Over these past nine months Terry and I have talked about work and life nearly every evening while we smoked cigarettes and drank beer on the front porch at the end of the day. It was about six months ago that Terry's daughter tracked him down on Facebook and they got together in Tomball, TX with his son for a long delayed family reunion. He was totally nervous about meeting his kids for the first time since they were babies, because their mother had given them up for adoption and he'd never met with them while he was in prison. The reunion went well and Terry got to meet his uber-wealthy son-in-law and his two year old granddaughter. Since then he's been back to his daughter's home several times for holiday dinners, birthdays and such, and this relationship with the family he'd never known has become his primary emotional anchor.
This Sunday will be Terry's first real Father's Day out in the world, but he's reticent to impose on his daughter and her husband so he decided to stay in Bastrop and work over the weekend. That was his choice for his reasons and it seemed reasonable to me, but on Monday the shit hit the fan. Texas State Troopers showed up at his boss's house to serve a felony fugitive warrant on his wife for a fifteen year old burglary charge in Uvalde that she didn't even know about. They cuffed her and hauled her off to county jail. Before her husband could arrange bail, she'd been transported to Uvalde. Since she was the brains of the auto wreck auction business and handled all the money and paperwork, her husband didn't have a clue. His brother-in-law tried to fill in at the office but he screwed up the payroll and on Friday Terry and everybody else got shorted half a week's pay.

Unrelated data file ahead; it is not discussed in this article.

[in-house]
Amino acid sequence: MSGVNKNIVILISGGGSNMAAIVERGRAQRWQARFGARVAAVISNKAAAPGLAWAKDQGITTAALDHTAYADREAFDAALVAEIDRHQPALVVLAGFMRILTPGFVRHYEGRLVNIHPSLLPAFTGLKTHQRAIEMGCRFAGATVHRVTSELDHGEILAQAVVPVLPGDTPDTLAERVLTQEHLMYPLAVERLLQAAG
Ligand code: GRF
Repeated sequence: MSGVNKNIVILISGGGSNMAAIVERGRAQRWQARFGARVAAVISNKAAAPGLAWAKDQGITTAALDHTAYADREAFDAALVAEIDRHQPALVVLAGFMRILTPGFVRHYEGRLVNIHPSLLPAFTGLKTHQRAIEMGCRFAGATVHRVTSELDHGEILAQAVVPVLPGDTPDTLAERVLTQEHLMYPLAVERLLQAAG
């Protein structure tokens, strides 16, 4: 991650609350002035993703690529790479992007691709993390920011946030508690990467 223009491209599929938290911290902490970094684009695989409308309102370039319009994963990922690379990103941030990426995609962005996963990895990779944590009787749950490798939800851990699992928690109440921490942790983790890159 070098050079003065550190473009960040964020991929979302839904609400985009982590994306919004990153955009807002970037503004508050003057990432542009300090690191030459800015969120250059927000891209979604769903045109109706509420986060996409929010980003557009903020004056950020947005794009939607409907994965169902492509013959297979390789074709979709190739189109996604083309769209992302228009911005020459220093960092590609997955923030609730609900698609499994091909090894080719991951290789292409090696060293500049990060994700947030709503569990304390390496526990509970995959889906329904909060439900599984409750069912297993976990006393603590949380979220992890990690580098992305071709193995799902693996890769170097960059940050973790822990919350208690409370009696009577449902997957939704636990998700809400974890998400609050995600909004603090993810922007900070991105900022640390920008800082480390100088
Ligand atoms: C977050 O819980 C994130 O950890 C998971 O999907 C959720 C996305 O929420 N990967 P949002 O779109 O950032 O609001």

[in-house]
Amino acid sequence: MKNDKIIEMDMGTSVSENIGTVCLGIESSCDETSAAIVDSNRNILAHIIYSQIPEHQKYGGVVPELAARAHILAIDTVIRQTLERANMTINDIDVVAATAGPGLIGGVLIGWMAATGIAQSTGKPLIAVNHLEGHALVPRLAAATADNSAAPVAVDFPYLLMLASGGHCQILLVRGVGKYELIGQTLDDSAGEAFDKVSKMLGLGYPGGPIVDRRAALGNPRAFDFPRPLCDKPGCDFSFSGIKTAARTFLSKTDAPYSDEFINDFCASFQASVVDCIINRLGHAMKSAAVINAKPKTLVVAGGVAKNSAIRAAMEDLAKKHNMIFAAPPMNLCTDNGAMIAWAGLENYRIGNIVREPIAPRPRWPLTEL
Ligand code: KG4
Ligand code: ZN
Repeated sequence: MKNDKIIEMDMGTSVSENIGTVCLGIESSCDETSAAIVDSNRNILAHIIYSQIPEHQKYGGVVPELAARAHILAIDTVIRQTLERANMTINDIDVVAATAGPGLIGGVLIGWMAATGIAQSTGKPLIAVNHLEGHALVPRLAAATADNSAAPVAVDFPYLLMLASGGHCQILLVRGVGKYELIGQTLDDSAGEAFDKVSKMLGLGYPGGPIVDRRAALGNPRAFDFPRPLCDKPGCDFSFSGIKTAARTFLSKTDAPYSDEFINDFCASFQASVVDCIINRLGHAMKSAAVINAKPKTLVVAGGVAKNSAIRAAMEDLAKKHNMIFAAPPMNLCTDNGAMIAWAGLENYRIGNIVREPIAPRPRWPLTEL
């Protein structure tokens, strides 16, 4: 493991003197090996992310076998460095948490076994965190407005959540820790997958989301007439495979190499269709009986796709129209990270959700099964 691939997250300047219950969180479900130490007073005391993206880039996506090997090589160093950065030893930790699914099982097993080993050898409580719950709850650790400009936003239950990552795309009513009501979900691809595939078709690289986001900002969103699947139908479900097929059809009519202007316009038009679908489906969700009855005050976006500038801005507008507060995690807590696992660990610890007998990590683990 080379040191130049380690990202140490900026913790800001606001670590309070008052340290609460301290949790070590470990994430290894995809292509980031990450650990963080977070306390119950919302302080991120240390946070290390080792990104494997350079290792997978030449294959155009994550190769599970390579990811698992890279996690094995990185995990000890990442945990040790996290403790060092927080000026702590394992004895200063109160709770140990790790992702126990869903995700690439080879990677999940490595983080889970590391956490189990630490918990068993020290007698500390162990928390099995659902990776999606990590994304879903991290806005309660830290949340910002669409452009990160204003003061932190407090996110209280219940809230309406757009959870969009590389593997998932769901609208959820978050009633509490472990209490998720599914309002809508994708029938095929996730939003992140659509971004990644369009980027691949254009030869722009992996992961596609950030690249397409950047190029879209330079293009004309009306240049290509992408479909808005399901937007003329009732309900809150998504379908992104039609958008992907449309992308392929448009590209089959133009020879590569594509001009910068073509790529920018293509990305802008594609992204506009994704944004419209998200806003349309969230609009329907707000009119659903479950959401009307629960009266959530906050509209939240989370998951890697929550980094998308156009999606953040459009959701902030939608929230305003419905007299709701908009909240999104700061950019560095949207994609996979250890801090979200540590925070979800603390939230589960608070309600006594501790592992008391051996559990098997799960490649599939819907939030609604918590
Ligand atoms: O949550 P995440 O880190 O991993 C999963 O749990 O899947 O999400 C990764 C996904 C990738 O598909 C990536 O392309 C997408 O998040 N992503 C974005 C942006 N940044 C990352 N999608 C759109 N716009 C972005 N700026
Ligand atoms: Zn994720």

When he came home, he was surprising calm about the situation and so I asked him if he'd taken my advice counted and asked the stress questions to filter out the small shit. He grinned and said, "Yep, are they trying to screw me? No. Is there anything I can do about it? No. Will it make much difference next week. Only if they don't fix it. Will I even remember it next year?" Then he laughed and said, "I just told Tim what went down and that he was gonna have to wait for my rent money. Right now I got half a tank of gas, a pack of cigarettes and a pile of change that should buy me a twelve pack of beer. I should be able to make it through til we get paid next week."
I had some twenties in my wallet and offer two of them to him, but Terry wasn't having it, "No man, I already owe you over two grand, I can get by."
"Well," I said, "there's plenty of money just sitting in the bank doing nobody any particular good, so let me know if you get backed up against the wall."
Terry laughed and said, "When they handed me that short check I started to get pissed, then I remembered to count to ten and ask the questions. Believe it or not, I've been listening and it's sinking in."
We finished our cigarettes and beer and I followed Terry back into the house where I tossed the empty cans into the trashcan in the kitchen. I was half way down the hall when it occurred to me how I could help Terry out. I took the twenties out of my wallet, knocked on his bedroom door and when he answered I said, "Happy Fathers Day," and handed him the money. It was a gift so there was no way he could turn me down, instead he said, "Thanks Mac," and gave me a big bro hug.
Half the time my life in Bastrop seems like some dumbass macho scene out of Deadwood, less the gold and mud, whiskey and whores, fist fights and gun play; but sometimes things work out and I can get through another day without thinking it's all just a waste of time.
So to all you Dads and Grandpas out in the land of Our Salon,